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Sitting Bull: Background information when reading The Removes

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The Removes

by Tatjana Soli

The Removes by Tatjana Soli X
The Removes by Tatjana Soli
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  • First Published:
    Jun 2018, 384 pages

    Aug 2019, 384 pages


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Book Reviewed by:
Kim Kovacs
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Sitting Bull

This article relates to The Removes

Print Review

Sitting BullTatjana Soli's historical fiction novel, The Removes, culminates at Custer's Last Stand, a battle between the U.S. 7th Cavalry and Native American tribes that took place near the Little Bighorn River in Montana in 1876. Sitting Bull was the chief of the entire Sioux nation at the time, and his vision of success over the soldiers spurred his warriors on to victory.

Sitting Bull was born in 1831 in the Grand River Valley (now South Dakota). He was a member of the Hunkpapa Lakota tribe, which in turn is part of the Sioux Nation. He was named Jumping Badger at birth, but also nicknamed Hunkesi – "Slow" – because of his thoughtful, deliberate nature, evident at an early age. At age 14 he joined his first war party against a rival clan and fought with such bravery and honor that he was awarded his adult name – Tatanka Yotanka – which translates into Buffalo Bull Who Sits Down, which English-speakers translated into the name that fills our records: Sitting Bull.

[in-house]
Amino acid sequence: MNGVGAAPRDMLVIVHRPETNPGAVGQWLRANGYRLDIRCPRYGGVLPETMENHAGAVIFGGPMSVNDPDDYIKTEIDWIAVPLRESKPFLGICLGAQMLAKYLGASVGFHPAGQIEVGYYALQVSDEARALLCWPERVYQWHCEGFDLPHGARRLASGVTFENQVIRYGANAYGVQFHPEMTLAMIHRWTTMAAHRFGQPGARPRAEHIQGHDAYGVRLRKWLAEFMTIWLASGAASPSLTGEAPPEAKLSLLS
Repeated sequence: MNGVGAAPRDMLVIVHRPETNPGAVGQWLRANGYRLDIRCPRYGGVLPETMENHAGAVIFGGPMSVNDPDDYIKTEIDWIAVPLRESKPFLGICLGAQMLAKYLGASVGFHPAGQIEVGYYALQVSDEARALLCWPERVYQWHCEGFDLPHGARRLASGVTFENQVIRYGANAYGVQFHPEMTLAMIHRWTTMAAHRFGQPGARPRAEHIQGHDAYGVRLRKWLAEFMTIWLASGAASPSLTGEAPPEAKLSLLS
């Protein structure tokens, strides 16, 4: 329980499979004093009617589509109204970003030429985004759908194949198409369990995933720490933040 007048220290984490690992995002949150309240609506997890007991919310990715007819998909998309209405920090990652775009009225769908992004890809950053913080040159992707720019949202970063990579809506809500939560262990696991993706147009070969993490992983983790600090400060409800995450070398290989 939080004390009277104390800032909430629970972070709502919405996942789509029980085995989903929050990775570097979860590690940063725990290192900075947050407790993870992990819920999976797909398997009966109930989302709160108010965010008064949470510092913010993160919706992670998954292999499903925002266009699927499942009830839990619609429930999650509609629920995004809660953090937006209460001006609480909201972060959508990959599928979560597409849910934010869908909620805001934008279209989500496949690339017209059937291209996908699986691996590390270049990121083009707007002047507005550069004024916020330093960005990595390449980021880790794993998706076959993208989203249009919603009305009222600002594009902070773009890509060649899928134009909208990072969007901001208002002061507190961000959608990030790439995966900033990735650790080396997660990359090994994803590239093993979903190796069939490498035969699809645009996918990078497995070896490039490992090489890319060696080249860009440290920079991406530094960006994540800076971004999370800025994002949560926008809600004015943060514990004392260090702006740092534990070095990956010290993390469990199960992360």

The Hunkpapa were located on the western edge of the Lakota territory and were relatively isolated from the encroaching European population. This began to change around 1862, when other tribes, defeated by the U.S. Army, were driven westward. It's believed that it was during this time that Sitting Bull resolved to keep his people away from the white man's world as much as possible and to never sign a treaty that would force them to live on a reservation. As he crossed paths with the soldiers with increasing frequency, he studied their ways of fighting and their strengths and weaknesses. He became widely respected for his bravery and insight, and in 1868 was named the head chief of the entire Sioux Nation – the first person to be so revered. He also attracted a following of Cheyenne and Arapaho warriors who were drawn by his disdain for treaties and reservations.

CusterHis skirmishes with the army continued, and in 1873 he tangled with General Custer's forces for the first time, as the latter were in the Montana Territory protecting those who were surveying for the Northern Pacific Railroad. Things came to a head when Custer confirmed the discovery of gold in the Black Hills in 1874. The area was sacred to many Native American tribes and had been marked off-limits to white settlement in the Fort Laramie Treaty of 1868. The lure of gold was too strong, however, and prospectors began to flood the wilderness (often with fatal consequences). The government's solution was to void the treaty, and the Commissioner of Indian Affairs declared that any Native Americans not settled on reservations by 31 January, 1876 would be considered hostile.